• What are the central themes (topics) that received multiple mention in the acceptance speeches?
• What is the significance of the variety of items that were mentioned?
• How many of you will commit, right now, to write a letter one year form today indicating your actual use of items from this workshop?
Time: 10-15 minutes
7. I’m gonna write myself a letter
To provide a formal method of follow up and self contracting for behaviour change following a skills oriented workshop
Towards the closing time of your full day (or longer) workshop, distribute copies of the form to each participant. Tell the group that you realize that a lot of material has been covered during the past day of so and you need their help to facilitate transfer of the training to their jobs. give them sufficient time to fill out the form, and then distribute blank envelopes which the participants will address to themselves. have the participants insert the form in their own envelopes, seal them and pass them on to you. place postage on the envelope and mail them to the participants about 2-3 weeks after the programme.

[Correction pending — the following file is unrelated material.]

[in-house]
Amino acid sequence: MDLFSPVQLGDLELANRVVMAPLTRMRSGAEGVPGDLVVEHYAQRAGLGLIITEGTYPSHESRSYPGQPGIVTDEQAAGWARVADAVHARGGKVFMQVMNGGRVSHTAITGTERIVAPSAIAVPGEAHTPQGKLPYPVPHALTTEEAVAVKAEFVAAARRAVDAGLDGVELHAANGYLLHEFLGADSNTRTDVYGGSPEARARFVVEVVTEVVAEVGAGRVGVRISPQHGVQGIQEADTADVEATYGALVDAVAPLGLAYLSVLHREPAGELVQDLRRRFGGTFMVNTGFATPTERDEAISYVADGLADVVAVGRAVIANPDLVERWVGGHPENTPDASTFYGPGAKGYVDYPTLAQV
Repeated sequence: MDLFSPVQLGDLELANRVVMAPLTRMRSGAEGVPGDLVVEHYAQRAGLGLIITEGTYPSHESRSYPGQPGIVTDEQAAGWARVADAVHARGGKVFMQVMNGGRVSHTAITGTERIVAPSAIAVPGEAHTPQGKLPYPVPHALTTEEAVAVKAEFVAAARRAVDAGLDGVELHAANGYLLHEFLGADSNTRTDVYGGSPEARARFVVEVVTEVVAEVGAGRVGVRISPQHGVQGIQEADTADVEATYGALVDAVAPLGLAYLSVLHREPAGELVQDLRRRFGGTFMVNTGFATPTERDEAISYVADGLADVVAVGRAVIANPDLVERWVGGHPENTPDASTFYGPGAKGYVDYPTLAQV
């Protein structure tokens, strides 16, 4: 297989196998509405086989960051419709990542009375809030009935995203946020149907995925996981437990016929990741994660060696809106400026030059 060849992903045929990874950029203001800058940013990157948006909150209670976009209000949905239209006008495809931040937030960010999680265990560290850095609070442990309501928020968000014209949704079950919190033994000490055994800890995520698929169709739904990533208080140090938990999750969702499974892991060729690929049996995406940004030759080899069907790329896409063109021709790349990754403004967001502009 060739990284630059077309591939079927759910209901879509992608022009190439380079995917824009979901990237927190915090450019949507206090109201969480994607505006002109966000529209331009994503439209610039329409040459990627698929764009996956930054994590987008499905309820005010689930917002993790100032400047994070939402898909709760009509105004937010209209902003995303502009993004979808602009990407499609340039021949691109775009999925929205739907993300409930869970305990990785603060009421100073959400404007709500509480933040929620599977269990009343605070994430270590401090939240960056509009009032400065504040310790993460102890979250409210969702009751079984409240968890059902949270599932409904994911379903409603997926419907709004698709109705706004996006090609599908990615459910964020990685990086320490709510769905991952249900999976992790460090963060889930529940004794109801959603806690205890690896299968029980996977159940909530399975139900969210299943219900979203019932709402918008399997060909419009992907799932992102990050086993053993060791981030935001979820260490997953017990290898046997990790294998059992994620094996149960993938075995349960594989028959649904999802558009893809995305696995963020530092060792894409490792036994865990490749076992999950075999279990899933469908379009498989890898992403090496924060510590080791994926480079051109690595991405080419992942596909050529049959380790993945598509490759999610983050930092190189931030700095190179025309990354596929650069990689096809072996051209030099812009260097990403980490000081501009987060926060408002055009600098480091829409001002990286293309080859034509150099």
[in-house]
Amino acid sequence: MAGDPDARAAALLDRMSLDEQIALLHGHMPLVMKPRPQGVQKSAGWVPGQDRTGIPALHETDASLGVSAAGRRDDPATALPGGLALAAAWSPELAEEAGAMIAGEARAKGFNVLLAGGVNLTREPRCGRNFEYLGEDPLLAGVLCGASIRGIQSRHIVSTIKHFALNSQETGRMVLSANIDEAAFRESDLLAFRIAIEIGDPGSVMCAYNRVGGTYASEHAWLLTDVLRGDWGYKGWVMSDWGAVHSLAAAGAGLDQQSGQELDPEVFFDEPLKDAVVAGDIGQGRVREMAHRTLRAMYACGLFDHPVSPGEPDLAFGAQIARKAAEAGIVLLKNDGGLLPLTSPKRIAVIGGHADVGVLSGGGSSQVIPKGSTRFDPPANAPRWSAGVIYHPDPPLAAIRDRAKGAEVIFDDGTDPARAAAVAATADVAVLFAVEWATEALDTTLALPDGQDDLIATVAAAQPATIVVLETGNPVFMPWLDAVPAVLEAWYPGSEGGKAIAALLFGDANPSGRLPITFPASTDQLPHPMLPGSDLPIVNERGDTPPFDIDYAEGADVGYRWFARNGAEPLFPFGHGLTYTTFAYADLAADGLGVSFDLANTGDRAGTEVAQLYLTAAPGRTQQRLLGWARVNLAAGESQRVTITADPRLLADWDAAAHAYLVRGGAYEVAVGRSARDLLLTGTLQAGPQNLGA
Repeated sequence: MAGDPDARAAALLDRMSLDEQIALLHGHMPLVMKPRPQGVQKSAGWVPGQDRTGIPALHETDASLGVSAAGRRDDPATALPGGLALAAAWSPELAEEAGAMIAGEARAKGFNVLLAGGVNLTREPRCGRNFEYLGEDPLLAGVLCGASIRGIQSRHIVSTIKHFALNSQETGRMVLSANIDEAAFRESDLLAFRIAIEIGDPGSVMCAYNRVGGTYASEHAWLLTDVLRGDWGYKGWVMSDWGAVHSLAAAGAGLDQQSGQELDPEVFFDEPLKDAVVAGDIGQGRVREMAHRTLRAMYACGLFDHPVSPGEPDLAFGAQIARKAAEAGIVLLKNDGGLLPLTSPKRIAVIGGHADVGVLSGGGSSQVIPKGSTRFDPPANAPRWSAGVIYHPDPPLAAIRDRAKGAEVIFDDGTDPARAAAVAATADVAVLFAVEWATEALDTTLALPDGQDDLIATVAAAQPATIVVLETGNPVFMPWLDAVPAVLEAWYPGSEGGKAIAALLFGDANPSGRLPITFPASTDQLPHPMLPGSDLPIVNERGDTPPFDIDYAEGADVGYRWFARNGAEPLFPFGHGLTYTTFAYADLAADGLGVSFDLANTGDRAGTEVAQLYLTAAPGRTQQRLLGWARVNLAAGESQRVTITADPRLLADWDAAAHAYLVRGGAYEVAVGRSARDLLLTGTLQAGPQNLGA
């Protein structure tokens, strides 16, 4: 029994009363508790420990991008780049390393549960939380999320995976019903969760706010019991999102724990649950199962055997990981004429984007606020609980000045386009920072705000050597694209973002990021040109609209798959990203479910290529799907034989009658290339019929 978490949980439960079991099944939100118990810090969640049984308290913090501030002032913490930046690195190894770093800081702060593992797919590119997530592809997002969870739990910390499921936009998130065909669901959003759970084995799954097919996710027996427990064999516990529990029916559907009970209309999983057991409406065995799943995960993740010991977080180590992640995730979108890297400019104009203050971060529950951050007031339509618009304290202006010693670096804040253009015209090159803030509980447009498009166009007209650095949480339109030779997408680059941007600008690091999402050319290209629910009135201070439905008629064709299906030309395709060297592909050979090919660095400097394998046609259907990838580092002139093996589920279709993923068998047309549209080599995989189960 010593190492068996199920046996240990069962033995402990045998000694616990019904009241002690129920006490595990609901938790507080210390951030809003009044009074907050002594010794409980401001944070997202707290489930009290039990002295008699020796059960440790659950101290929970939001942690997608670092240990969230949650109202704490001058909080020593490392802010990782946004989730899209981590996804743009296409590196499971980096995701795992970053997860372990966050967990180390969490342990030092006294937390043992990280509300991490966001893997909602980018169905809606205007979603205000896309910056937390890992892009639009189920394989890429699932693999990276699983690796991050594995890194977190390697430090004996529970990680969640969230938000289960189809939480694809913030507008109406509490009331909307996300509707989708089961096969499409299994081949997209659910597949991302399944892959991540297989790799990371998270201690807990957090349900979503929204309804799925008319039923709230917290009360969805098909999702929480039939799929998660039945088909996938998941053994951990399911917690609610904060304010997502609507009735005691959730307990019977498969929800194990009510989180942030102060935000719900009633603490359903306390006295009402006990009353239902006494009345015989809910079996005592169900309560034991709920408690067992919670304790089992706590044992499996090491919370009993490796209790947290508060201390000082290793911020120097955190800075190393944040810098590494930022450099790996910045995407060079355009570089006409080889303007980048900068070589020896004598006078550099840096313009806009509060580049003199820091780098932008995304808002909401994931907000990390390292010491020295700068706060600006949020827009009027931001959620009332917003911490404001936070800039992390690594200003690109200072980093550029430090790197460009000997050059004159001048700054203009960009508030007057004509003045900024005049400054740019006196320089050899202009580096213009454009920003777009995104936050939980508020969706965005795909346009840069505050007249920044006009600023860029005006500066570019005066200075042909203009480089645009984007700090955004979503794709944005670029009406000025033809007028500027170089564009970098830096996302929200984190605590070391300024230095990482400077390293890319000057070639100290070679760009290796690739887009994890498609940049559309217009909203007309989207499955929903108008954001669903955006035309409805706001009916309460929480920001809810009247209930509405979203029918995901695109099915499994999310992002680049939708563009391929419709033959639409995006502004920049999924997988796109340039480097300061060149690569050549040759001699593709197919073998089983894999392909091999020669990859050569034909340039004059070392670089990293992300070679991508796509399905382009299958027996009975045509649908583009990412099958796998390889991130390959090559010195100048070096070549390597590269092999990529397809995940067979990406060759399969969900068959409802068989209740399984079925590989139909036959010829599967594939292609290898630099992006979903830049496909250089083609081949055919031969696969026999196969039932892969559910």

• What impact will writing these contracts have on you and on your behaviour?
• How many think that you will be successful in doing the things that you told yourself that you would do?
• What kinds of barriers would make it difficult or even prevent you from carrying out your promise?
Materials: Forms, envelopes and stamps
Time: 5-10 minutes
CONTRACT WITH MYSELF
The most important or significant ideas I have learned/ thought/ heard/ while at this seminar are:
As a result of these ideas, I intend to do the following things within the next 30 days:
By doing these things I will achieve the following results:
CHANGE THESE QUESTIONS TO MORE ACCURATELY FIT THE CONTENT OF THE RESPECTIVE WORKSHOP AS NECESSARY
8. Its time to say goodbye
To close a training programme of a full day or more in a sharing way by giving/soliciting positive feedback